The fringe of this invention is adapted to be used with any stretchable slip cover. Thus it can be used with the slip cover shown in United States Patent No. 2,839,127 or in my prior United States Patent No. 3,117,817.

Although the fringe of this invention is particularly adapted to be used with stretchable slip covers, it can also be used with any non-stretchable slip cover. A preferred manner of use is to have two loose ends of the fringe stitched together to form the fringe into a continuous loop. The loop can then be stretched over the slip cover and held in place solely by the tension of the elastic within the fringe.

An additional advantage of using the fringe of this invention for this purpose is that it performs a hold-down function. Thus, in the past, it was normally necessary to use hooks or screw pins to secure the bottom of the non-stretchable ready-made slip covers in place. Howlever, using the fringe of this invention, the elasticity of the fringe will serve the same function and the prior hooks or screw pins can be eliminated.

It is thus seen that when used with slip covers, the fringe of this invention can be pre-attached or unattached. Thus it can be sewn to a slip cover or it can be sold in the form of a loop and stretched over the slip cover after the slip cover has been placed on the furniture. A particular feature of the fringe of this invention is that it can stretch to approximately of its length during use, while still retaining its ornamental appearance. Having knowledge of this fact can aid a purchaser in buying the fringe of this invention in the` form of yard goods. Thus, it is a generally accepted fact in the slip cover industry that three and one-half yards of fringe will accommodate almost any chair when serving as a skirt. Therefore a shopkeeper can sell approximately two yards of the stretchable fringe of this invention and be reasonably certain that this amount of fringe will be adapted to covering the base of a chair. Likewise, three and one-half yards of the fringe of this invention will normally accommodate most sofas.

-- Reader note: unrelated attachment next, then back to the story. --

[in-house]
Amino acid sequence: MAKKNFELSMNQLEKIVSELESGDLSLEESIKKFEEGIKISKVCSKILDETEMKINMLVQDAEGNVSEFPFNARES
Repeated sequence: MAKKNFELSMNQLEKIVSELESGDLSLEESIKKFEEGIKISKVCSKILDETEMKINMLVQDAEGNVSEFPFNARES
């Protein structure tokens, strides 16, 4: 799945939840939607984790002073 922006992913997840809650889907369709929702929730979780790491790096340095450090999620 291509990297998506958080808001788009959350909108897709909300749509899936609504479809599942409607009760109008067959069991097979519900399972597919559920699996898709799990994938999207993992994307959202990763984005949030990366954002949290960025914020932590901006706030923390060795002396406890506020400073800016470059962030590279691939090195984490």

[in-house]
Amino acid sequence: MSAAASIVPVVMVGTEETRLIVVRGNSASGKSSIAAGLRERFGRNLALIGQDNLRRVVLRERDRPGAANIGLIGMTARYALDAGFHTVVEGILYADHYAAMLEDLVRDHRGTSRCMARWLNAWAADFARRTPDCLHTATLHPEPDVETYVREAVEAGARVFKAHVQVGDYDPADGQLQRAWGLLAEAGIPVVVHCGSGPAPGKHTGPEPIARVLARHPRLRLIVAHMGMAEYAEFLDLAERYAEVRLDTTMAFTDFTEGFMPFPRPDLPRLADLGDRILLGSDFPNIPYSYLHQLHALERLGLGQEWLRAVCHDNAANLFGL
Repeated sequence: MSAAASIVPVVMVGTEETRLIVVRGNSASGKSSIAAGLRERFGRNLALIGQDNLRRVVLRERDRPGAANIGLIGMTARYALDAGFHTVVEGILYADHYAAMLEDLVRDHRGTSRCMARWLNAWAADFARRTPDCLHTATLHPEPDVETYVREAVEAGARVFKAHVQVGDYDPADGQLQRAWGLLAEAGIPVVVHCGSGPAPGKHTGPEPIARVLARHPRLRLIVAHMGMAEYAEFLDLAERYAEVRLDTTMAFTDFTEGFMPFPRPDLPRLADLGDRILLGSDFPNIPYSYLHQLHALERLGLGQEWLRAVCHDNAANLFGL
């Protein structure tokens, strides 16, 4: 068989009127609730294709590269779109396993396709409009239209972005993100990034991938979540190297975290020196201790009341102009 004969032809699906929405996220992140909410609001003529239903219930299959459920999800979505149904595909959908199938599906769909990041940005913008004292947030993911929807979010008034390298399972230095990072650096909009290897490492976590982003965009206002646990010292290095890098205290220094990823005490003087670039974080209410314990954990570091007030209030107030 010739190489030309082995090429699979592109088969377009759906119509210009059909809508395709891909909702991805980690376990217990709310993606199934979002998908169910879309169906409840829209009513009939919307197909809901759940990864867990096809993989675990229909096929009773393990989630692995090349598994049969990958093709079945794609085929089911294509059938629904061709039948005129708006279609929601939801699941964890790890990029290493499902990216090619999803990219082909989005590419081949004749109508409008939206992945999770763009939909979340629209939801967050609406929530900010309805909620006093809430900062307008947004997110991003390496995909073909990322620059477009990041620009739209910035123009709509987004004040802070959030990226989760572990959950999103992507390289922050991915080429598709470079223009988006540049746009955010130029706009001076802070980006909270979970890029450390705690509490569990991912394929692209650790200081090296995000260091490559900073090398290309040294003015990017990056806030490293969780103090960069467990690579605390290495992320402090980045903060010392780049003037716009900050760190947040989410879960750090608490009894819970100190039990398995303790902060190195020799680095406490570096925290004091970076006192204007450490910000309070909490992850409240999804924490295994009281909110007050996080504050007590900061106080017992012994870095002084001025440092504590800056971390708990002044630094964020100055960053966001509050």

Since the fringe of this invention is readily adapted to be sewn into a loop and placed over various items of furniture, it will also find utility as an ornamental fringe for any piece of upholstered furniture, regardless of whether it is covered. Thus a consumer can easily change the appearance of a given item of upholstered furniture merely by periodically removing the loop of fringe and replacing it with a new one.